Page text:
Gallox Bridge, Dunster
|Locale||Dunster, Somerset, England|
|Heritage status||Grade I listed building and scheduled monument|
|Total length||13.5 metres (44.3 ft)|
|Width||1.9 metres (6.2 ft)|
|No. of spans||2|
|Construction end||15th century|
The Gallox Bridge in Dunster, Somerset, England dates from the 15th century. It has been designated as a Grade I listed building and scheduled monument. The bridge is in the guardianship of English Heritage.
The stone packhorse bridge crosses the River Avill at the southern end of the village, below Dunster Castle at a point which may have been the limit of tidal flow during the medieval period. It was important for the transport of wool and other goods to the market within the village which was established by 1222. The name is derived from the nearby gallows. The narrow bridge is approach via a raised causeway for pedestrians, while wheeled traffic uses the adjacent ford.
The bridge crosses the River Avill which rises on the eastern slopes of Dunkery Beacon and flows north through Timberscombe and Dunster flowing into the Bristol Channel at Dunster Beach. It is likely that there was a previous bridge on the same site as in the 14th century it was known as Doddebrigge. The bridge may have been at the limit of the tidal mouth of the river during the medieval period. Dunster Beach, which includes the mouth of the River Avill, is now located approximately 0.5 miles (0.80 km) from the village, and used to have a significant harbour, known as Dunster Haven, which was used for the export of wool from Saxon times; however, it was last used in the 17th century and has now disappeared among the dykes, meadows and marshes near the shore.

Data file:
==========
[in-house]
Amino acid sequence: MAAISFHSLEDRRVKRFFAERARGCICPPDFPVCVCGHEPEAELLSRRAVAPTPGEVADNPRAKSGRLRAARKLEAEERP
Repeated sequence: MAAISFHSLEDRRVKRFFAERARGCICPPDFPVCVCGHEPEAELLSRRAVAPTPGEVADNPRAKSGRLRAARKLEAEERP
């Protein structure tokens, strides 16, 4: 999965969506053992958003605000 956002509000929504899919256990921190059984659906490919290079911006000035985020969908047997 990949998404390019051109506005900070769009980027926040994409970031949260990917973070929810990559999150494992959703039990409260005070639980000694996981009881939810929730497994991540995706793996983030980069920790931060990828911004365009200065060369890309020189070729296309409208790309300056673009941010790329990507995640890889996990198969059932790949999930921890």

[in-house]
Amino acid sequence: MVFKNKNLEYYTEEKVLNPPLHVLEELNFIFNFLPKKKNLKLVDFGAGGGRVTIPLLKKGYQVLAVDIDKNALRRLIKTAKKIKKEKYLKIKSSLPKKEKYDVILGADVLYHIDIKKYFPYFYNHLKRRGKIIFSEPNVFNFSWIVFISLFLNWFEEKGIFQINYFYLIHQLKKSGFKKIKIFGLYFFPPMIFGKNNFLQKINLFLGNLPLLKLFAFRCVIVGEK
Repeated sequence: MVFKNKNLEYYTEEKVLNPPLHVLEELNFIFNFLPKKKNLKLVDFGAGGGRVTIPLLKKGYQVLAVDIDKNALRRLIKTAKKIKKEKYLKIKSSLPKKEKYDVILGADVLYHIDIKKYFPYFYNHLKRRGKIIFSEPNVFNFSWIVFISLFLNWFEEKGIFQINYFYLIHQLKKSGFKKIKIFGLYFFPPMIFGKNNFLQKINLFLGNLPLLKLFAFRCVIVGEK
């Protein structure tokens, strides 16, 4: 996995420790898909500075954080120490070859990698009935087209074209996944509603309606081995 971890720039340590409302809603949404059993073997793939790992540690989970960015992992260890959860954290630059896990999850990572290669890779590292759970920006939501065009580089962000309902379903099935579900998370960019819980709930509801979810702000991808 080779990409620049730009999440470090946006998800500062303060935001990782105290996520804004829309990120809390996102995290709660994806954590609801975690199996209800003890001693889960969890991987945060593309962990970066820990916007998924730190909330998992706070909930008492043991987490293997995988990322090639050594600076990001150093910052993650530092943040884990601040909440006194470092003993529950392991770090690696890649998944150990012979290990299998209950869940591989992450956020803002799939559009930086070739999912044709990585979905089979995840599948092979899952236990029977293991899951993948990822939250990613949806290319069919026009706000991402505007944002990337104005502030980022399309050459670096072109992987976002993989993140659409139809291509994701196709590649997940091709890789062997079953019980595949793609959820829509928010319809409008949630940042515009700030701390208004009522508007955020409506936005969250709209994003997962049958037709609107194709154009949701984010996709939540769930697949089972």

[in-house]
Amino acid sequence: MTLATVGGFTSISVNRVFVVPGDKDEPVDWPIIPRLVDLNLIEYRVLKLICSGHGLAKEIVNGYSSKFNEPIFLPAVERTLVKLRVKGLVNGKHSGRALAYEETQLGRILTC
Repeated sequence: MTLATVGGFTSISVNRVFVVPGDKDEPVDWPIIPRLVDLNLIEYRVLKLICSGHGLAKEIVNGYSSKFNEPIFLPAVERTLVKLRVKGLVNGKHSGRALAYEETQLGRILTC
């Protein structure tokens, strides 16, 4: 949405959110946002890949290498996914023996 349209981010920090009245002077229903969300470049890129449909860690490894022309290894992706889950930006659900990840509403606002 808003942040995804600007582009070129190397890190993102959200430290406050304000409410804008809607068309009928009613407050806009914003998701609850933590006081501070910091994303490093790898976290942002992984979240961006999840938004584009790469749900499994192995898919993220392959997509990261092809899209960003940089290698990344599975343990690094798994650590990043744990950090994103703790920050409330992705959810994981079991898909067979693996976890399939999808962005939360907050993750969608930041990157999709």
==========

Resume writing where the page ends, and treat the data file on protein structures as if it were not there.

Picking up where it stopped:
Dunster had become a centre for woollen and clothing production by the 13th century, with the market dating back to at least 1222, and a particular kind of kersey or broadcloth became known as 'Dunsters'. The prosperity of Dunster was based on the wool trade, with profits helping to pay for the construction of the tower of the Priory Church of St George and provide other amenities.
The name Gallox is believed to be derived from gallows as the village gallows were nearby, when it was called Gallocksbrigge. The bridge is close to Dunster Working Watermill and the base of the hill on which Dunster Castle sits and provides access to the site of the Deer park. It also falls within the Dunster Conservation Area. It has been in the guardianship of English Heritage since the 1950s.
It is a narrow stone packhorse bridge, on the southern outskirts of Dunster, with two arches over the River Avill. It has a roadway width of 1.2 metres (3.9 ft), a total width of 1.9 metres (6.2 ft) and is 13.5 metres (44.3 ft) long. The side of the bridge each have four narrow chamfered ribs. The approach from the village is via a raised causeway.
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